Section 3. No person shall be a Senator or Representative in Congress, or elector of President and Vice President, or hold any office, civil or military, under the United States, or under any State, who, having previously taken an oath, as a member of Congress, or as an officer of the United States, or as a member of any State legislature, or as an executive or judicial officer of any State, to support the Constitution of the United States, shall have engaged in insurrection or rebellion against the same, or given aid or comfort to the enemies thereof. But Congress may, by a vote of two-thirds of each House, remove such disability.

Of course, we could try and get two-thirds of Congress to help, but that doesn’t seem likely …

Who Broke Wikipedia?

Wednesday, March 24th, 2010

Awww, who broke my favorite website!

In case you haven’t been to Wikipedia lately, well, it’s all jacked up.

Check out: “Wikipedia Site Fails After Servers Overheat.”

Lincoln Pierce

Wednesday, March 24th, 2010

Apparently Lincoln Peirce, the guy who writes and draws the comic strip “Big Nate” lives in Portland, Maine.

Add him to our list of famous Mainers that we started back in January (see Paul Andrew Mayewski).

98 Years of Health Care

Wednesday, March 24th, 2010

I love the New York Times interactive timelines. Here’s one that’s just fantastic: “A History of Overhauling Health Care.”

What’s Wrong with WDFA?

Tuesday, March 23rd, 2010

I’d be remiss if I didn’t mention this two part article “What’s Wrong with [Walt] Disney Feature Animation?” – part 1 and part 2.

I’m not sure who Ed Liu is, and I don’t agree with some of his statements, but it’s a good dialogue to start. Something’s certainly going wrong that needs fixing.

Jefferson on Liberty

Tuesday, March 23rd, 2010

In the John Lewis piece the other day I quoted Thomas Jefferson, his “tree of liberty” quote. I mentioned how the militias and the other hate groups of our time love that shit.

Well I love history, I love Jefferson, and I love proving people wrong. So lets delve into this a little more, shall we?

The quote references an 1786 armed uprising of farmers in western Massachusetts called Shays’ Rebellion. If you’re not familar with that incident, go read the wikipedia entry. I’ll wait.

There. Now here’s a good chunk of the letter in question that TJ wrote from France about Mr. Shay and his pals:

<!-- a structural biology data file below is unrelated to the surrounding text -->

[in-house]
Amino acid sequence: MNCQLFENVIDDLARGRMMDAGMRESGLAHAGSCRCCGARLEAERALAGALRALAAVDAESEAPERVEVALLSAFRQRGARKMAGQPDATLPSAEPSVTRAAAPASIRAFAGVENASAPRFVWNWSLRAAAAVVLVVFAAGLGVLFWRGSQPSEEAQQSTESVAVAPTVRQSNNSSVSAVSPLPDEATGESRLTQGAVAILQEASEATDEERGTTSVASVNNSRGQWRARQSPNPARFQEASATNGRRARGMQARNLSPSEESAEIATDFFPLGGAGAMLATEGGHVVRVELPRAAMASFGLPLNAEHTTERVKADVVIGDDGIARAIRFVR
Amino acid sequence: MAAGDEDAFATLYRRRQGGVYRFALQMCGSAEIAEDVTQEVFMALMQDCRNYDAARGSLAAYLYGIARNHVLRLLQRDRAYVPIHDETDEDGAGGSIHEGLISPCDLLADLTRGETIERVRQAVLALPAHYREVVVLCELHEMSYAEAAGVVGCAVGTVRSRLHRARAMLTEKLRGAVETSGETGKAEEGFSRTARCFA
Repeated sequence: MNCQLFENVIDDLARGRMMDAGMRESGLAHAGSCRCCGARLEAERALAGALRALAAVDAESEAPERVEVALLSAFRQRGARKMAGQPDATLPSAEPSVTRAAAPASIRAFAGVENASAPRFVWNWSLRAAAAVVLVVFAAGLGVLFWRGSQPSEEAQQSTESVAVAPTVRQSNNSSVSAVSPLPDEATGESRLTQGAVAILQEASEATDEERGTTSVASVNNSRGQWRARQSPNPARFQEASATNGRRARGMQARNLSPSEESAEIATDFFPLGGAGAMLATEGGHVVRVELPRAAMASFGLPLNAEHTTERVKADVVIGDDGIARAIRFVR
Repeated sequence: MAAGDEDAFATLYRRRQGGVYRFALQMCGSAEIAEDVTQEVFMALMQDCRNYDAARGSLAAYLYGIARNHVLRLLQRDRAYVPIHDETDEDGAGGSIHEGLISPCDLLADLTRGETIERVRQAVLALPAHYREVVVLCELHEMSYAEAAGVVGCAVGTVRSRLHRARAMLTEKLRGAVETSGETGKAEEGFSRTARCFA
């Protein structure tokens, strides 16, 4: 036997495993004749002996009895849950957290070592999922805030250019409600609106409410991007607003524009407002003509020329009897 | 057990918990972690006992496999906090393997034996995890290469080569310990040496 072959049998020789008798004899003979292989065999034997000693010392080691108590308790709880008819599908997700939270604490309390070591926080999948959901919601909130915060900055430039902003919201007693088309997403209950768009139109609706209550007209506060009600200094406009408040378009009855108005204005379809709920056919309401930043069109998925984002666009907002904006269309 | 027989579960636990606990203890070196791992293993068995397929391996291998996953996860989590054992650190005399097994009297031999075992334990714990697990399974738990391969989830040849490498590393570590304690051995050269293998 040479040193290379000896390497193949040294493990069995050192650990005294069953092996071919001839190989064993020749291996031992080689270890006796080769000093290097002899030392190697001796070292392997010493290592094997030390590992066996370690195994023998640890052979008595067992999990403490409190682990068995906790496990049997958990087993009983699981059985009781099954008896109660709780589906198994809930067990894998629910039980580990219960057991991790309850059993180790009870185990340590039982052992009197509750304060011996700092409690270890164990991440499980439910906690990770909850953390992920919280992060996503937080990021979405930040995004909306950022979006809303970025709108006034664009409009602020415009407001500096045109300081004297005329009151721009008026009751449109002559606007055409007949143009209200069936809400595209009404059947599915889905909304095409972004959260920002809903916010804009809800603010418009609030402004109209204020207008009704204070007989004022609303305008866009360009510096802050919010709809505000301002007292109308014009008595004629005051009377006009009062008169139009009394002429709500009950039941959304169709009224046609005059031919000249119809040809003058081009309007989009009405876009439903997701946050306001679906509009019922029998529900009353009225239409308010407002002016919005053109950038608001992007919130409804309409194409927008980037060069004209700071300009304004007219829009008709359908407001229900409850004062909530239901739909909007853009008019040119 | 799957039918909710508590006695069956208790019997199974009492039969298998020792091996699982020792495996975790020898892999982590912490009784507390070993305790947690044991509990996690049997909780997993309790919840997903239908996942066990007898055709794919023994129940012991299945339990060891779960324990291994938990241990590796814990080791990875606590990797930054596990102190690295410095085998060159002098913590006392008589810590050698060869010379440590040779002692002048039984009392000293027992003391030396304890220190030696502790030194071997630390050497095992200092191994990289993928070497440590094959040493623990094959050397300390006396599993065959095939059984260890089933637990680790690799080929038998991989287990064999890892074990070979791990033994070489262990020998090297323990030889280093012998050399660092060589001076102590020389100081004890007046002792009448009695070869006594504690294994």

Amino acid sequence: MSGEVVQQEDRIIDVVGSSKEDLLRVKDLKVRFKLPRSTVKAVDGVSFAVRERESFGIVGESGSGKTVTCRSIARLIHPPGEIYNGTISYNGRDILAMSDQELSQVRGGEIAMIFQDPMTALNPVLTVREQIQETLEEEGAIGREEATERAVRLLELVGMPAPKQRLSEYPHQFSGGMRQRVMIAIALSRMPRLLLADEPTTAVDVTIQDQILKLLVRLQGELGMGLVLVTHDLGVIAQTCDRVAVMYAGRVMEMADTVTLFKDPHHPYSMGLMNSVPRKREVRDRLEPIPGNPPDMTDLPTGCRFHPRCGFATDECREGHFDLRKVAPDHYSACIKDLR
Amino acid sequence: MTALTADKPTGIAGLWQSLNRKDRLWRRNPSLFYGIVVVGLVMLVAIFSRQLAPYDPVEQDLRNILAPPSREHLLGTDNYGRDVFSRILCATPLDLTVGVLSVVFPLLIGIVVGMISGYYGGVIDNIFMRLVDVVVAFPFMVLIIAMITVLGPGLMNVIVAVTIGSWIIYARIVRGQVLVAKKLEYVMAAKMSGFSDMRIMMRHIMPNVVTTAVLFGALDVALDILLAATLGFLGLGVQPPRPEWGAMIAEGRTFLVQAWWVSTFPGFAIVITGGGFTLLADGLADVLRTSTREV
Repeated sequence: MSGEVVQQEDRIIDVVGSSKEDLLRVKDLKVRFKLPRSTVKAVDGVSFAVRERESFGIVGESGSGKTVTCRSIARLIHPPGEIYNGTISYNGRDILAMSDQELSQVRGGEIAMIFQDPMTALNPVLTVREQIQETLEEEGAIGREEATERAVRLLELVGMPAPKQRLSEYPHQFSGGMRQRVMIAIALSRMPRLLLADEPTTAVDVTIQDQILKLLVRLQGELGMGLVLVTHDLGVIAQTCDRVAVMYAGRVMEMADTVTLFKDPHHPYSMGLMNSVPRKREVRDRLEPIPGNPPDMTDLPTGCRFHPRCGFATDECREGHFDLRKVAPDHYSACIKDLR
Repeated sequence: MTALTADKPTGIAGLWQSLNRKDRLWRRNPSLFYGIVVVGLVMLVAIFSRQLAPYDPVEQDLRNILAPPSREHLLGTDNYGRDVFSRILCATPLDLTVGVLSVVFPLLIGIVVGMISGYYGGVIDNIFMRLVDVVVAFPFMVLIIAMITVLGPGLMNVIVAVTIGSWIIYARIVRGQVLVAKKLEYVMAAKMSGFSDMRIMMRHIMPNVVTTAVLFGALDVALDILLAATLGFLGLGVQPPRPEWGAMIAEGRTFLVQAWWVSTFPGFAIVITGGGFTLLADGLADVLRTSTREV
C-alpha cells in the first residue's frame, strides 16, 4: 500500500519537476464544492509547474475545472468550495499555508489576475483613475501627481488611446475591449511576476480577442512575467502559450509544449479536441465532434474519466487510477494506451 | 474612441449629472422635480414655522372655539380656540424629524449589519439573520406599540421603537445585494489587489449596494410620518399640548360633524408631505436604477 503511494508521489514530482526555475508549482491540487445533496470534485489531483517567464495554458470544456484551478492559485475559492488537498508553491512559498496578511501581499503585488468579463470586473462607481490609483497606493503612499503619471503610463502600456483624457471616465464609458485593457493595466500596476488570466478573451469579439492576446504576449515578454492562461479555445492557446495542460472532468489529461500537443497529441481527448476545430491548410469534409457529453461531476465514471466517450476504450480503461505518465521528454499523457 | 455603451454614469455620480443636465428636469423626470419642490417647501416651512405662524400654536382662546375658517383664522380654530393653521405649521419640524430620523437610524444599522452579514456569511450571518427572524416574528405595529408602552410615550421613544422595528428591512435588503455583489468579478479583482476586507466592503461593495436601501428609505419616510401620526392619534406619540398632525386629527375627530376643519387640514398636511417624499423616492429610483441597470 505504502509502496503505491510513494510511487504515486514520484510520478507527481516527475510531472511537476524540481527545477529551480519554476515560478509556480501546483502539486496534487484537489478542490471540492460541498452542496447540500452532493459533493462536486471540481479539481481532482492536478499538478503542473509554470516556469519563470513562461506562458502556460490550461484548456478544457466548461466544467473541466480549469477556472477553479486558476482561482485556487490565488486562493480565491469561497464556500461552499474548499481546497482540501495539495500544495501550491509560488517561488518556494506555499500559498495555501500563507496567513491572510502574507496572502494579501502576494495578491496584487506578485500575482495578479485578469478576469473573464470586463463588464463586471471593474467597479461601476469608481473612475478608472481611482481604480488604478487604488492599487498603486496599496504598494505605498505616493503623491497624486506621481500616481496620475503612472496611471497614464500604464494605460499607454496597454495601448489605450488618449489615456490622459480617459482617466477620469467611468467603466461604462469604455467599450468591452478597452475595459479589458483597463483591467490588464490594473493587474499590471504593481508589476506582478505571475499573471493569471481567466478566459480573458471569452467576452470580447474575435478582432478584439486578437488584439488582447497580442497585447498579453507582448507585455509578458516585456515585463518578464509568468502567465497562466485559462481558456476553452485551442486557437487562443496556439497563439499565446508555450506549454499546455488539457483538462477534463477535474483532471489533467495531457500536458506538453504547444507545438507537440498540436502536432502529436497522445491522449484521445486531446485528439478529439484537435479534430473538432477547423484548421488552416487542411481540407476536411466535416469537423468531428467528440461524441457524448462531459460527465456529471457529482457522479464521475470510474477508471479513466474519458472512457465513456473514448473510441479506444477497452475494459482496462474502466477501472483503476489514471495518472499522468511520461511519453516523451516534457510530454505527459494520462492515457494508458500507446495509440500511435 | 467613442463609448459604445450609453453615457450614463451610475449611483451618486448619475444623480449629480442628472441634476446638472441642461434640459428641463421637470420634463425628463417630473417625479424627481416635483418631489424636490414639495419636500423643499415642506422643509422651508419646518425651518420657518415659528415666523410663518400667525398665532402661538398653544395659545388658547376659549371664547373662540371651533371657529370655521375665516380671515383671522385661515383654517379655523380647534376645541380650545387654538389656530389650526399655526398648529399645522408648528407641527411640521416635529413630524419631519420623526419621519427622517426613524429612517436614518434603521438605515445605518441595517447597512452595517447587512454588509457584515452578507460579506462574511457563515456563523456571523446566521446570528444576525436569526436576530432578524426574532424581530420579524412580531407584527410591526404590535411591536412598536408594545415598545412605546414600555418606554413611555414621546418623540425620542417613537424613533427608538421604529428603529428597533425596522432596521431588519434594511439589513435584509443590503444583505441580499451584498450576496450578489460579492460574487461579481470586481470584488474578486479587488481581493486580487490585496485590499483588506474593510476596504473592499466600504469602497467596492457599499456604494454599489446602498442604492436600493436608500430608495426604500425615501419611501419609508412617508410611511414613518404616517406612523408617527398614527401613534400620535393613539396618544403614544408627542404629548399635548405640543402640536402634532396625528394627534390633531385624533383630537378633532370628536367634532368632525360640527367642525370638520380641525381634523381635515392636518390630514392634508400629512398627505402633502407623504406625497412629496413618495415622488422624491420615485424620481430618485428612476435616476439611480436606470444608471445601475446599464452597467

Yet where does this anarchy exist? Where did it ever exist, except in the single instance of Massachusetts? And can history produce an instance of rebellion so honourably conducted? I say nothing of it’s motives. They were founded in ignorance, not wickedness. God forbid we should ever be 20 years without such a rebellion. The people cannot be all, & always well informed. The part which is wrong will be discontented in proportion to the importance of the facts they misconceive. If they remain quiet under such misconceptions it is a lethargy, the forerunner of death to the public liberty. We have had 13. states independent 11. years. There has been one rebellion. That comes to one rebellion in a century & a half for each state. What country before ever existed a century & a half without a rebellion? & what country can preserve its liberties if their rulers are not warned from time to time that their people preserve the spirit of resistance? Let them take arms. The remedy is to set them right as to facts, pardon & pacify them. What signify a few lives lost in a century or two? The tree of liberty must be refreshed from time to time with the blood of patriots & tyrants.

It’s so rich! And so much more complex than the one line that hateful bastards put on tee-shirts.

What does TJ say? That rebellions such as Shays’ are necessary in our government, for lethargy is “the forerunner of death to the public liberty.”

However, the “people cannot be all, & always, well informed.” Sometimes they’re just ignorant, not wicked.

And then this: “The part which is wrong will be discontented in proportion to the importance of the facts they misconceive.”


But how do we fix this?

“The remedy is to set them right as to facts, pardon & pacify them.”

Everyone needs the facts straight.

Especially on this quote.

“Hummel from Alcatraz, out.”

Word Cloud

Monday, March 22nd, 2010

I found this website, that builds word clouds out of text files.

So I uploaded the 380 pages of my Newlywed in Dubai: Best of the Blog book and came up with this:

Pretty cool.

John Lewis

Sunday, March 21st, 2010

Have you seen this yet: “Spitting and Slurs Directed at Lawmakers?”

Tea Party protesers apparently spit on House of Representative members, yelled gay slurs at Barney Frank and the “N-word” at African-American members.

That’s it. The Tea Party has jumped the shark. Everyone out of the pool.